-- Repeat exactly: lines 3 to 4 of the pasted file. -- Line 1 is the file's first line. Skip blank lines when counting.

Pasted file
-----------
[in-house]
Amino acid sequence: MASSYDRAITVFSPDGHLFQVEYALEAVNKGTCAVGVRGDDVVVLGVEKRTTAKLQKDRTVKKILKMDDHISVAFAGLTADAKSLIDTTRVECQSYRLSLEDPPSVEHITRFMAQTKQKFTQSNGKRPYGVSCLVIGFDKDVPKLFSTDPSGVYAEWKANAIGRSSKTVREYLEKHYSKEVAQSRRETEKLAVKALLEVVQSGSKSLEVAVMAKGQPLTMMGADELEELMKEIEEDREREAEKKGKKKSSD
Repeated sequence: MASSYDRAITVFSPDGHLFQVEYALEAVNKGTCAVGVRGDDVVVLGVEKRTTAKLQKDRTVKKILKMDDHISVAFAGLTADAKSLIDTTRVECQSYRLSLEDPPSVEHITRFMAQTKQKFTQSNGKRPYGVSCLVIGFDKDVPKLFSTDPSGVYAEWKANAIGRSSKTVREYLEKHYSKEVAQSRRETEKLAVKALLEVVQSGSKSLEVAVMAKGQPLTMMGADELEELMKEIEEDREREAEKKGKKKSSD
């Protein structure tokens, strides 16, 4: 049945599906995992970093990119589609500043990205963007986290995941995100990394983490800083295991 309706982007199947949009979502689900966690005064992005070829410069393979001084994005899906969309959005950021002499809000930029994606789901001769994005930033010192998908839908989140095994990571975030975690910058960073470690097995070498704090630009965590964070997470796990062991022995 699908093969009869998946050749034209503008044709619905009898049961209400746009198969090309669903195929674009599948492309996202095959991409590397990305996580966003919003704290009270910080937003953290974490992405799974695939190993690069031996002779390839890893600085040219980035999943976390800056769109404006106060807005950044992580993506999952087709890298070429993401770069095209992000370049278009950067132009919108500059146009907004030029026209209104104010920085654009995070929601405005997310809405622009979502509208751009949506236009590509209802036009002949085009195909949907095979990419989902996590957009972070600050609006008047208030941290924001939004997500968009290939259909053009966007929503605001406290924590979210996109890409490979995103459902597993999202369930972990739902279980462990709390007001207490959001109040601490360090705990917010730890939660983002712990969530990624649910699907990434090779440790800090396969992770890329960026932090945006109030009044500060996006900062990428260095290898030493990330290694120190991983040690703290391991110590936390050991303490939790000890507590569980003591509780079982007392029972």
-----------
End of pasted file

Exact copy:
Repeated sequence: MASSYDRAITVFSPDGHLFQVEYALEAVNKGTCAVGVRGDDVVVLGVEKRTTAKLQKDRTVKKILKMDDHISVAFAGLTADAKSLIDTTRVECQSYRLSLEDPPSVEHITRFMAQTKQKFTQSNGKRPYGVSCLVIGFDKDVPKLFSTDPSGVYAEWKANAIGRSSKTVREYLEKHYSKEVAQSRRETEKLAVKALLEVVQSGSKSLEVAVMAKGQPLTMMGADELEELMKEIEEDREREAEKKGKKKSSD
């Protein structure tokens, strides 16, 4: 049945599906995992970093990119589609500043990205963007986290995941995100990394983490800083295991 309706982007199947949009979502689900966690005064992005070829410069393979001084994005899906969309959005950021002499809000930029994606789901001769994005930033010192998908839908989140095994990571975030975690910058960073470690097995070498704090630009965590964070997470796990062991022995 699908093969009869998946050749034209503008044709619905009898049961209400746009198969090309669903195929674009599948492309996202095959991409590397990305996580966003919003704290009270910080937003953290974490992405799974695939190993690069031996002779390839890893600085040219980035999943976390800056769109404006106060807005950044992580993506999952087709890298070429993401770069095209992000370049278009950067132009919108500059146009907004030029026209209104104010920085654009995070929601405005997310809405622009979502509208751009949506236009590509209802036009002949085009195909949907095979990419989902996590957009972070600050609006008047208030941290924001939004997500968009290939259909053009966007929503605001406290924590979210996109890409490979995103459902597993999202369930972990739902279980462990709390007001207490959001109040601490360090705990917010730890939660983002712990969530990624649910699907990434090779440790800090396969992770890329960026932090945006109030009044500060996006900062990428260095290898030493990330290694120190991983040690703290391991110590936390050991303490939790000890507590569980003591509780079982007392029972």